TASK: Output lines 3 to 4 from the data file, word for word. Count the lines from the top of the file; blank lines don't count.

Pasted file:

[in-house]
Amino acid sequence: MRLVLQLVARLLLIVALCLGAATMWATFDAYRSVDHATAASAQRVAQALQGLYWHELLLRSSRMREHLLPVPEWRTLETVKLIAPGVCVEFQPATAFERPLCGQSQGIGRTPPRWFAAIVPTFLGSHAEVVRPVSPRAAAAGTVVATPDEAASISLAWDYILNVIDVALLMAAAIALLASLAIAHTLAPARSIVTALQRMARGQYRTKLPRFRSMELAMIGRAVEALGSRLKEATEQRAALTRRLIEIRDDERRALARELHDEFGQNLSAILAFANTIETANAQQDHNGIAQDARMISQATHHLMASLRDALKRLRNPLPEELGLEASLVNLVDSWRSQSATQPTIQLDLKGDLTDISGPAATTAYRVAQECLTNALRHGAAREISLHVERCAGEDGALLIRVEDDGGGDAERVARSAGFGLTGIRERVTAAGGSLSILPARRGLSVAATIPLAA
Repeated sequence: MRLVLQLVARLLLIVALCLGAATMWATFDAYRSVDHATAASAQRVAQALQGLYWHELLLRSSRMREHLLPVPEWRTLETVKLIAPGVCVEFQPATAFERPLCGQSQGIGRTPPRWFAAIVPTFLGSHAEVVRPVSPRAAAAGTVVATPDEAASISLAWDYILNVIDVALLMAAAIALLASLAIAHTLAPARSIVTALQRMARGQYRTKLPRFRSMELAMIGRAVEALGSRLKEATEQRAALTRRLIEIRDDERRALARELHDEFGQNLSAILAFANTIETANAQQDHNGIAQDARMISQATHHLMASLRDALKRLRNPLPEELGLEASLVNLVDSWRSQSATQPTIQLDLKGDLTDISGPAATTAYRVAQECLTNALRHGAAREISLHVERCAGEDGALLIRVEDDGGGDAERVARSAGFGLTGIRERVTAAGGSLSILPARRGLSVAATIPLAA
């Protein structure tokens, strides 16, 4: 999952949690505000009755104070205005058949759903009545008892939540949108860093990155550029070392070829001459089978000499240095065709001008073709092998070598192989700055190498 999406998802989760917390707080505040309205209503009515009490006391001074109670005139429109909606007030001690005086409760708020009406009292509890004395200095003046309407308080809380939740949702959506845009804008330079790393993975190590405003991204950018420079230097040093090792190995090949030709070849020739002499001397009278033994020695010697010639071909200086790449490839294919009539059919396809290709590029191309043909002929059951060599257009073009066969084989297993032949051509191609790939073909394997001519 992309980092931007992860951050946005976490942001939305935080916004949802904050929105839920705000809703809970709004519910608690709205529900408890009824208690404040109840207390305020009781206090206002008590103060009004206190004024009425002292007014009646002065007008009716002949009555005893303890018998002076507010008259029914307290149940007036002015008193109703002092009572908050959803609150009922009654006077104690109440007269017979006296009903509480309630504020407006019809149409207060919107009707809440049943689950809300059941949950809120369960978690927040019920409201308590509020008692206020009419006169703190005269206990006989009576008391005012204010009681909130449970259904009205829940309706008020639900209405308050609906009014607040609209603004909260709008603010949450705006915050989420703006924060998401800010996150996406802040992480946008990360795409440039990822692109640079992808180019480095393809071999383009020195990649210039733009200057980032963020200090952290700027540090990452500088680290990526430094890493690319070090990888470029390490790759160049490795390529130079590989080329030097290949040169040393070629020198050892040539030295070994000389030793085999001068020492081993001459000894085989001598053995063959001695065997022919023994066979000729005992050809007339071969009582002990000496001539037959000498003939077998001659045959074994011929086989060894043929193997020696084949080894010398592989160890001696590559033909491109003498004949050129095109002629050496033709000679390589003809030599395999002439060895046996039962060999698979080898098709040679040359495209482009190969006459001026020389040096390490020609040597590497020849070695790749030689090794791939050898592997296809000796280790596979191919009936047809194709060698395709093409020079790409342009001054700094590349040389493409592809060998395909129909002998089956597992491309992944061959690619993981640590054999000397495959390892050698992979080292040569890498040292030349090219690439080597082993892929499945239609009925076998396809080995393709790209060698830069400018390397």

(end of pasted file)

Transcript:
Repeated sequence: MRLVLQLVARLLLIVALCLGAATMWATFDAYRSVDHATAASAQRVAQALQGLYWHELLLRSSRMREHLLPVPEWRTLETVKLIAPGVCVEFQPATAFERPLCGQSQGIGRTPPRWFAAIVPTFLGSHAEVVRPVSPRAAAAGTVVATPDEAASISLAWDYILNVIDVALLMAAAIALLASLAIAHTLAPARSIVTALQRMARGQYRTKLPRFRSMELAMIGRAVEALGSRLKEATEQRAALTRRLIEIRDDERRALARELHDEFGQNLSAILAFANTIETANAQQDHNGIAQDARMISQATHHLMASLRDALKRLRNPLPEELGLEASLVNLVDSWRSQSATQPTIQLDLKGDLTDISGPAATTAYRVAQECLTNALRHGAAREISLHVERCAGEDGALLIRVEDDGGGDAERVARSAGFGLTGIRERVTAAGGSLSILPARRGLSVAATIPLAA
């Protein structure tokens, strides 16, 4: 999952949690505000009755104070205005058949759903009545008892939540949108860093990155550029070392070829001459089978000499240095065709001008073709092998070598192989700055190498 999406998802989760917390707080505040309205209503009515009490006391001074109670005139429109909606007030001690005086409760708020009406009292509890004395200095003046309407308080809380939740949702959506845009804008330079790393993975190590405003991204950018420079230097040093090792190995090949030709070849020739002499001397009278033994020695010697010639071909200086790449490839294919009539059919396809290709590029191309043909002929059951060599257009073009066969084989297993032949051509191609790939073909394997001519 992309980092931007992860951050946005976490942001939305935080916004949802904050929105839920705000809703809970709004519910608690709205529900408890009824208690404040109840207390305020009781206090206002008590103060009004206190004024009425002292007014009646002065007008009716002949009555005893303890018998002076507010008259029914307290149940007036002015008193109703002092009572908050959803609150009922009654006077104690109440007269017979006296009903509480309630504020407006019809149409207060919107009707809440049943689950809300059941949950809120369960978690927040019920409201308590509020008692206020009419006169703190005269206990006989009576008391005012204010009681909130449970259904009205829940309706008020639900209405308050609906009014607040609209603004909260709008603010949450705006915050989420703006924060998401800010996150996406802040992480946008990360795409440039990822692109640079992808180019480095393809071999383009020195990649210039733009200057980032963020200090952290700027540090990452500088680290990526430094890493690319070090990888470029390490790759160049490795390529130079590989080329030097290949040169040393070629020198050892040539030295070994000389030793085999001068020492081993001459000894085989001598053995063959001695065997022919023994066979000729005992050809007339071969009582002990000496001539037959000498003939077998001659045959074994011929086989060894043929193997020696084949080894010398592989160890001696590559033909491109003498004949050129095109002629050496033709000679390589003809030599395999002439060895046996039962060999698979080898098709040679040359495209482009190969006459001026020389040096390490020609040597590497020849070695790749030689090794791939050898592997296809000796280790596979191919009936047809194709060698395709093409020079790409342009001054700094590349040389493409592809060998395909129909002998089956597992491309992944061959690619993981640590054999000397495959390892050698992979080292040569890498040292030349090219690439080597082993892929499945239609009925076998396809080995393709790209060698830069400018390397």